Gone at 3:17: The Untold Story of the Worst School Disaster in American History

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Overview

At 3:17 p.m. on March 18, 1937, a natural gas leak beneath the London Junior-Senior High School in the oil boomtown of New London, Texas, created a lethal mixture of gas and oxygen in the school’s basement. The odorless, colorless gas went undetected until the flip of an electrical switch triggered a colossal blast. The two-story school, one of the nation’s most modern, disintegrated, burying everyone under a vast pile of rubble and debris. More than 300 students and teachers ...
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Gone at 3:17: The Untold Story of the Worst School Disaster in American History

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Overview

At 3:17 p.m. on March 18, 1937, a natural gas leak beneath the London Junior-Senior High School in the oil boomtown of New London, Texas, created a lethal mixture of gas and oxygen in the school’s basement. The odorless, colorless gas went undetected until the flip of an electrical switch triggered a colossal blast. The two-story school, one of the nation’s most modern, disintegrated, burying everyone under a vast pile of rubble and debris. More than 300 students and teachers were killed, and hundreds more were injured.

As the seventy-fifth anniversary of the catastrophe approaches, it remains the deadliest school disaster in U.S. history. Few, however, know of this historic tragedy, and no book, until now, has chronicled the explosion, its cause, its victims, and the aftermath.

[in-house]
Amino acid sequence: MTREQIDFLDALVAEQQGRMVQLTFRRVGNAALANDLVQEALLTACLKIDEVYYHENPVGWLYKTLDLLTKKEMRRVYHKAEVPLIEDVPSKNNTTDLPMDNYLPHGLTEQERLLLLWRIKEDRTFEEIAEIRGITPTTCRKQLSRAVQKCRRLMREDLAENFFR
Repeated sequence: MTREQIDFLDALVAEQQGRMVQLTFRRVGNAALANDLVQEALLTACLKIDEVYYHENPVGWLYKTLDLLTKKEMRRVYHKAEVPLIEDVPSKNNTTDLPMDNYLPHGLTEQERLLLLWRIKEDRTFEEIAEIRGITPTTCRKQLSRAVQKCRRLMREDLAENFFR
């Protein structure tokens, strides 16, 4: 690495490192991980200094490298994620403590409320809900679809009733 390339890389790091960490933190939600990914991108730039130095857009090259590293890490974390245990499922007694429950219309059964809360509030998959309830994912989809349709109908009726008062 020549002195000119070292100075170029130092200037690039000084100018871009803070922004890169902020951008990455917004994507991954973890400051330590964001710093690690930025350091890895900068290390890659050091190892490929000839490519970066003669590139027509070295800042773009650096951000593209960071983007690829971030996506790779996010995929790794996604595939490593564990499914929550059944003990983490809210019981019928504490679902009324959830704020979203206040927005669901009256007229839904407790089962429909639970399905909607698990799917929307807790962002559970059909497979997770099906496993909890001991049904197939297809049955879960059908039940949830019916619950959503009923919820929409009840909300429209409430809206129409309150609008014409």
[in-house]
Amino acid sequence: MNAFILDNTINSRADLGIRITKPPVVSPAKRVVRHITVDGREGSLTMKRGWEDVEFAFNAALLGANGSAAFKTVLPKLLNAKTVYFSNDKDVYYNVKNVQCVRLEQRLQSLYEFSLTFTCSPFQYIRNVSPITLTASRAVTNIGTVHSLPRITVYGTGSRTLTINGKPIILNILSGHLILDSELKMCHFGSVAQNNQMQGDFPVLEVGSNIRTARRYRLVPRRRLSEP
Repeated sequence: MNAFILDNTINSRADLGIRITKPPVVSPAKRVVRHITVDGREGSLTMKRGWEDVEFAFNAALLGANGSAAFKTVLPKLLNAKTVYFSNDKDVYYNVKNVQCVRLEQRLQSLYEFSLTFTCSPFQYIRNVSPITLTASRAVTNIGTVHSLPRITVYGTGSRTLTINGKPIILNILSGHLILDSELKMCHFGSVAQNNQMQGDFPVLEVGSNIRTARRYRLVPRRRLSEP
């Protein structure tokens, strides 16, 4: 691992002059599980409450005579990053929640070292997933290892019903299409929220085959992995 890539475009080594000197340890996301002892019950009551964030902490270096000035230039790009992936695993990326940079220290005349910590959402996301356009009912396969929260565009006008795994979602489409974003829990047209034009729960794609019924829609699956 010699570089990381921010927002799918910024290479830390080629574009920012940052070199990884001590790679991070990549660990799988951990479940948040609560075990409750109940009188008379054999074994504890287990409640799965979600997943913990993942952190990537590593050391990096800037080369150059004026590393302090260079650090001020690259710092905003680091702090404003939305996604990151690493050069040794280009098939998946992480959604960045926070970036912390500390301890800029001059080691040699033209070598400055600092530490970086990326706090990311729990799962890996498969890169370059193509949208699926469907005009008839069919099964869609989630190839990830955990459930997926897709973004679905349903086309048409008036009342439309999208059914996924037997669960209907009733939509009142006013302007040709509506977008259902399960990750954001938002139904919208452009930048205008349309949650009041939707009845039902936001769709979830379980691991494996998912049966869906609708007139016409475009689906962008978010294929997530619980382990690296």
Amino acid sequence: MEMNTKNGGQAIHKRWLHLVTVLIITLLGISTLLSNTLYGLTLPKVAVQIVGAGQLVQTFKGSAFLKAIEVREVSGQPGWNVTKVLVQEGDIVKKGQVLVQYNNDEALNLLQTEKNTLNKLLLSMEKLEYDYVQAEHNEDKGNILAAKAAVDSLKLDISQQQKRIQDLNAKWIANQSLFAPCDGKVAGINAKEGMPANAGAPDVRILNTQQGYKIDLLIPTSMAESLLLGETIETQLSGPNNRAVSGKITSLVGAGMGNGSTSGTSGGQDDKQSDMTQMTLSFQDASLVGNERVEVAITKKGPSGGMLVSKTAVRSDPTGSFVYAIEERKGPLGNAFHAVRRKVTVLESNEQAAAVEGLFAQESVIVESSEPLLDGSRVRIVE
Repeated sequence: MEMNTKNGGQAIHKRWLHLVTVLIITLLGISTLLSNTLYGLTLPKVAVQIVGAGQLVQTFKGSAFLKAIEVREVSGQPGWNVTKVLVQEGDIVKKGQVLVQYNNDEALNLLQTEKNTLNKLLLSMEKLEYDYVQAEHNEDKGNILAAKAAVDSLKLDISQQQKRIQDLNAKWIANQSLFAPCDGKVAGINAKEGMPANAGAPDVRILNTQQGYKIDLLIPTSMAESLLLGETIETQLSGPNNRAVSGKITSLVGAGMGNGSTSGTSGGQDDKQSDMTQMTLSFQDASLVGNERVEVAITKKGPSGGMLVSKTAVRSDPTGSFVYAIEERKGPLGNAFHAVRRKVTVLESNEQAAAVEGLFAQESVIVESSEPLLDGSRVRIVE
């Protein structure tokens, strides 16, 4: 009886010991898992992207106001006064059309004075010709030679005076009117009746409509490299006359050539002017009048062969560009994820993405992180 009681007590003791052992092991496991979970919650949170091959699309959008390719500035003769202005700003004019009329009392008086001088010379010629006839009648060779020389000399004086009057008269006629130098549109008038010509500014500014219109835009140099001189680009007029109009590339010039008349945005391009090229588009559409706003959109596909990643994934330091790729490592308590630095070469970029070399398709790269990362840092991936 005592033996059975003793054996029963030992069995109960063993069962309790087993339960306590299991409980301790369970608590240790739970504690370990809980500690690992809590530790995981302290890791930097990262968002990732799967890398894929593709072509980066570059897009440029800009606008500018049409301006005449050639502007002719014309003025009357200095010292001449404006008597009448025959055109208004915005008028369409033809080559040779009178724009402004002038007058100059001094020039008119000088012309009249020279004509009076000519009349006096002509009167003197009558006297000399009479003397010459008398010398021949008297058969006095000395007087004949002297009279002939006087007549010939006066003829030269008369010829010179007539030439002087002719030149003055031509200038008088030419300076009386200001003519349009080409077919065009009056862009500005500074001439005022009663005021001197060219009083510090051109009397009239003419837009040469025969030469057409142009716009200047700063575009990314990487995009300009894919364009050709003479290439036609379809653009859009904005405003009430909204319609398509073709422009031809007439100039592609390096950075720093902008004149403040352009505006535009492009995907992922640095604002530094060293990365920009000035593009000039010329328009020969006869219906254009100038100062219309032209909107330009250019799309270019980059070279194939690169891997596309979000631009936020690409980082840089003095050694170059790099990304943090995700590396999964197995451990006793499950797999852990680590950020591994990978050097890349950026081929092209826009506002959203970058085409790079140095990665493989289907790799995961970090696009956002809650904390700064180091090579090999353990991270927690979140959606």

Gone at 3:17 is a true story of what can happen when school officials make bad decisions. To save money on heating the school building, the trustees had authorized workers to tap into a pipeline carrying “waste” natural gas produced by a gasoline refinery. The explosion led to laws that now require gas companies to add the familiar pungent odor. The knowledge that the tragedy could have been prevented added immeasurably to the heartbreak experienced by the survivors and the victims’ families. The town would never be the same.

Using interviews, testimony from survivors, and archival newspaper files, Gone at 3:17 puts readers inside the shop class to witness the spark that ignited the gas. Many of those interviewed during twenty years of research are no longer living, but their acts of heroism and stories of survival live on in this meticulously documented and extensively illustrated book.

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Editorial Reviews

From the Publisher
"The 1937 New London explosion was a great American tragedy that once again demonstrates the courage, basic decency, and resiliency of American citizens. Gone at 3:17 will bring tears to your eyes, followed by a sense of pride, as you read this well-documented, absorbing, and poignant story."—Dr. Cyril Wecht, past president of the American Academy of Forensic Sciences and the American College of Legal Medicine

"Based on scores of interviews and an intimate understanding of a community torn by tragedy, Gone at 3:17 is the definitive study of the 1937 New London school explosion. This engrossing narrative of sorrow and survival burrows deep inside one of the greatest disasters in American history. Readers will come to view the Depression-era residents of Rusk County as neighbors and friends."—David Welky, author of The Thousand-Year Flood: The Ohio-Mississippi Disaster of 1937

"Using recollections of survivors, witnesses, and journalists to tell this painful story in excruciatingly vivid detail, Brown and Wereschagin allow us to get to know the children, their parents, and their teachers. The story needs to be a part of our national legacy because there are lessons still to be learned."—Ellie Goldberg, educator and creator of the Lessons of the 1937 Texas School Explosion campaign to promote awareness of chemical hazards in schools